Zoe squared her shoulders. Personal victories required celebration. It was just as well, then, that she had somewhere special to be. *** Another door opened at Zoe’s knock, several hours later and in a different part of town. Despite Dr. Monk’s words of support, she felt jittery now and nervous, her hands seemingly unable to stay still. She turned the handle of her bag over between her fingers, twisting the thin strap one way and then another. Dr. Francesca Applewhite’s still-slim frame was wrapped in a comfortable robe, and her graystreaked dark hair bounced up and then down in its neat bob as she took Zoe in from head to foot. “Zoe,” she said, clearly trying to choose her words carefully.
“I wasn’t expecting you. You look lovely. But, ah… what happened to your eyes?” Zoe almost crumpled, her gaze hitting the floor. She knew she had failed. “I need your help,” she said miserably. Dr. Applewhite moved forward immediately, taking her by the elbow. “All right, my dear. Come in, come in.” Zoe followed her beloved mentor into her comfortable home.
The corridor was lined with framed achievements: both Dr. Applewhite and her husband were accomplished, and though they had never had children, the certificates and awards spoke of academic careers and lives lived in the service of research. “I have never done it before,” Zoe whined, hating even as she did so the way her voice sounded so defeated and high-pitched. “I thought it would be easy. I watched YouTube tutorials to see how to do it but…” Dr. Applewhite paused, turning to place a hand between Zoe’s shoulder blades as she guided her along. “Don’t worry. It’s an easy fix. We’ll get you sorted out. Big night tonight, is it?” “Date night,” Zoe said, already feeling better at the prospect of getting help from the one person who had always been there for her when needed.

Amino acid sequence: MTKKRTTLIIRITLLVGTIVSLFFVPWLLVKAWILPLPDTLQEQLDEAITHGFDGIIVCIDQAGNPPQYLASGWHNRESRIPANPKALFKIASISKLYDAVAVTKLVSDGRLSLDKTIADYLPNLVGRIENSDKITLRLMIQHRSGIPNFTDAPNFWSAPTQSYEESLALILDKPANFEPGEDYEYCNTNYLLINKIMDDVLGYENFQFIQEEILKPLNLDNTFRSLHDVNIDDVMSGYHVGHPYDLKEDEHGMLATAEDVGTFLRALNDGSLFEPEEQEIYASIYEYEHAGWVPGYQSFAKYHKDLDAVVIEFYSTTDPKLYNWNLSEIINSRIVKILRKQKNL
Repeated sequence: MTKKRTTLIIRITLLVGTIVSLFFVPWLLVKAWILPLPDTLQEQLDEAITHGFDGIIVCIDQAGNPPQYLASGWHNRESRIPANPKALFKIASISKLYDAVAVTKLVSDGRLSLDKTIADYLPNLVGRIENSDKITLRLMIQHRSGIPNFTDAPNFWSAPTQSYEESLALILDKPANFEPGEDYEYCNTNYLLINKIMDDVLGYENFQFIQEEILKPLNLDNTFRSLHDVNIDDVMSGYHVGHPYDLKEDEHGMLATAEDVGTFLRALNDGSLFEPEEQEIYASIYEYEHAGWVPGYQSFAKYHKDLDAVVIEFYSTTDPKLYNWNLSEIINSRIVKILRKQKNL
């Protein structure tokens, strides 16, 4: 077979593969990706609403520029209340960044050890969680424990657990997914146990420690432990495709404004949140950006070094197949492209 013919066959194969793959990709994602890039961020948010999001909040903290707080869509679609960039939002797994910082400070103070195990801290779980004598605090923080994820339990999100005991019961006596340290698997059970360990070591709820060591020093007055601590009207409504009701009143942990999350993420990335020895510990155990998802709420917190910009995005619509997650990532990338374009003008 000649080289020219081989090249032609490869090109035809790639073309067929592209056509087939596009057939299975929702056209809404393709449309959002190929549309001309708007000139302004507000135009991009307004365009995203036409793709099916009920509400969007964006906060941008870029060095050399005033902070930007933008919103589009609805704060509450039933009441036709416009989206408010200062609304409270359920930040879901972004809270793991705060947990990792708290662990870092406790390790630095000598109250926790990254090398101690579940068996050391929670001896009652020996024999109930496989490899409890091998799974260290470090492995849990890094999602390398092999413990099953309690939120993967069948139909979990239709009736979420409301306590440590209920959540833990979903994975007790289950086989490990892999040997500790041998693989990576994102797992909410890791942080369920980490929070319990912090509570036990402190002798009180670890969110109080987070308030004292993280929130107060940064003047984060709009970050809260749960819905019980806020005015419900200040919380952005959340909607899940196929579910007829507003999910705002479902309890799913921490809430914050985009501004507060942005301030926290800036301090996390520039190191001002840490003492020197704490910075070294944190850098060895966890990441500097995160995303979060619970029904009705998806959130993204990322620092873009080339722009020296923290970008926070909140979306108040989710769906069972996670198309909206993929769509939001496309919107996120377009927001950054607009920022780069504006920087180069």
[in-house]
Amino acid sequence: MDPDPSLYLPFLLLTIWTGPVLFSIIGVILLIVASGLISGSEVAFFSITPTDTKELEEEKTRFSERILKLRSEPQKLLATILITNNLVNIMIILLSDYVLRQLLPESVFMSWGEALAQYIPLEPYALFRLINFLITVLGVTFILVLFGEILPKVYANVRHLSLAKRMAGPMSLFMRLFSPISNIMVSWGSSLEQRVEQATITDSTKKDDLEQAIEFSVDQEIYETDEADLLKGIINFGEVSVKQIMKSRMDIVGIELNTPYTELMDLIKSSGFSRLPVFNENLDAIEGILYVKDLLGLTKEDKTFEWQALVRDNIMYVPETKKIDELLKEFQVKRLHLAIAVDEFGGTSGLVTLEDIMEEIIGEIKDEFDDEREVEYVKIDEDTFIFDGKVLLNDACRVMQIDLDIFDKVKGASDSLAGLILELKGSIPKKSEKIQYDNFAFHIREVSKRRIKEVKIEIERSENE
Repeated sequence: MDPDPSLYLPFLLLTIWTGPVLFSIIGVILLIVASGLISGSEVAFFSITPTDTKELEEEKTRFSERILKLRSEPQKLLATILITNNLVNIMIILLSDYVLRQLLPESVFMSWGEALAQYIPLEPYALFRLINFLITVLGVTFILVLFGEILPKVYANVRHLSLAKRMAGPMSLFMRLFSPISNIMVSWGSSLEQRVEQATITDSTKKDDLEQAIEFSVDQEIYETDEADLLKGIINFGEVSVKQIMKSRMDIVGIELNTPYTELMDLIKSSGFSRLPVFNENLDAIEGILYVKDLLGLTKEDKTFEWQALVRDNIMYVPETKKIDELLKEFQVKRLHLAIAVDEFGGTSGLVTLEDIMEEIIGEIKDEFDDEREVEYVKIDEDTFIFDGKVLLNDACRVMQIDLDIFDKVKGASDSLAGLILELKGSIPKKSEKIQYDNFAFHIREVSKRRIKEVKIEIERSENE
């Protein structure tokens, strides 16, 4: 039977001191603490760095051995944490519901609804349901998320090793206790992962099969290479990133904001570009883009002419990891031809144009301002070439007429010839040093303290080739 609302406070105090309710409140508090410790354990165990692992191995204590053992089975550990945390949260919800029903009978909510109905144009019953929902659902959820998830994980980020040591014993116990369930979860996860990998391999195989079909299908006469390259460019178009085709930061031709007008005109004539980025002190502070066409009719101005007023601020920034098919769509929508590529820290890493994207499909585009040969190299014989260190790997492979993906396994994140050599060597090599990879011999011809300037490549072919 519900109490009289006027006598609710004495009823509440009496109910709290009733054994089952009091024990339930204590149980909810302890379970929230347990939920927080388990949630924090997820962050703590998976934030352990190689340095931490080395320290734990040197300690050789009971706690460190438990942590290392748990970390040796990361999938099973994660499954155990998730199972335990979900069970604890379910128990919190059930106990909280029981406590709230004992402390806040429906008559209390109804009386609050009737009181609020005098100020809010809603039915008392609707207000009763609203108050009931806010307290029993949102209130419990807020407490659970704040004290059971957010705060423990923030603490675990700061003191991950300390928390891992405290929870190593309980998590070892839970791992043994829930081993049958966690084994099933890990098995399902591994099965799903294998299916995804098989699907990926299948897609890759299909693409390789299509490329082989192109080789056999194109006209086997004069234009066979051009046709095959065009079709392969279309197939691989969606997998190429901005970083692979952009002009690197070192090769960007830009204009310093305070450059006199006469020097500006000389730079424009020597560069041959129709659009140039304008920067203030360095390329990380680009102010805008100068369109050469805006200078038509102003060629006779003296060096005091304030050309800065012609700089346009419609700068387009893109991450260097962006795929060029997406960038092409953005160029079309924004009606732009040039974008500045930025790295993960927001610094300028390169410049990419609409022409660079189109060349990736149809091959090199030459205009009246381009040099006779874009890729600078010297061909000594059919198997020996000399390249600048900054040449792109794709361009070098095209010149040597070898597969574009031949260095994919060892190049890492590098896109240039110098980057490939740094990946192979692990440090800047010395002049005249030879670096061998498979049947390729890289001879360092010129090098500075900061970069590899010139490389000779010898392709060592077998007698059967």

Although perhaps that wasn’t fair. She had known Shelley only for a relatively short time, compared to Dr. Applewhite, but she had never let Zoe down either. Even at the times when Zoe had been angry at her for presumed slights, she had always later come to see that Shelley had made the right choice. A few months ago, when they had worked together to bring down a serial killer targeting people with Holocaust memorial tattoos, Shelley had put all of her faith in Zoe to focus their resources on finding the killer when they already had a different suspect in custody. It had worked, and they were more in synergy now than ever, working instinctively to solve their cases and trusting one another implicitly. Come to think of it, John, too, had never let her down. He was always the one who showed up, often first, often waiting for her. He had never become frustrated or angry when Zoe needed to cancel a date because she was out on a case in another part of the country, even when it came up last minute. Somehow, gradually and without realizing it, Zoe had managed to surround herself with the kind of people on whom she could depend.
“All right, sit on the edge of the bath,” Dr. Applewhite said, ushering Zoe into a white, marblelined bathroom and bustling over to a cabinet. It turned out to be full of various makeup and skincare products. She drew out a bottle of something which she tilted against a cotton pad, a swift and practiced motion. “What are you going to do?” Zoe asked, eyeing the bottle with alarm. All of this was beyond her normal understanding. She had never been the kind of woman who tried to look pretty. She kept her brown hair cropped short for convenience, and everything was about the job. Practicality. Comfortable, plain clothes that were easy to move in, flat shoes for running.
A clean face, because she had to be on the road at the drop of a hat, and rain could fling mascara into your eyes just when you were on the heels of a suspect. The field of beauty was alien to her, save for a few experiments in college that had never gone well. “Tilt your head back, and close your eyes,” Dr. Applewhite said. Without thinking, Zoe obeyed her blindly. Dr. Applewhite was a full four inches shorter than her, and didn’t have far down to lean now that Zoe was on the edge of the bath. “I’m going to take off these panda eyes you’ve given yourself and start again. Let me guess—you couldn’t get them even, so you kept adding a bit more to each side to try and make them equal?” Zoe nodded, then froze as the feel of the cotton wool pad soaked in something wet swept across her closed eyelid. “I have the eyeliner with me,” she said.
“I am sorry for coming over like this. I didn’t know who else to ask for help.” “Don’t worry,” Dr. Applewhite said, her voice a little distant with concentration. “I’m always here for you, Zoe. You know that. Now, give me the eyeliner.” Zoe fumbled in her bag to hand it over, then obediently closed her eyes again. Dr. Applewhite’s firm and steady hand brushed over each of her eyelids again, one by one, a light pressure that flicked out a well-practiced line.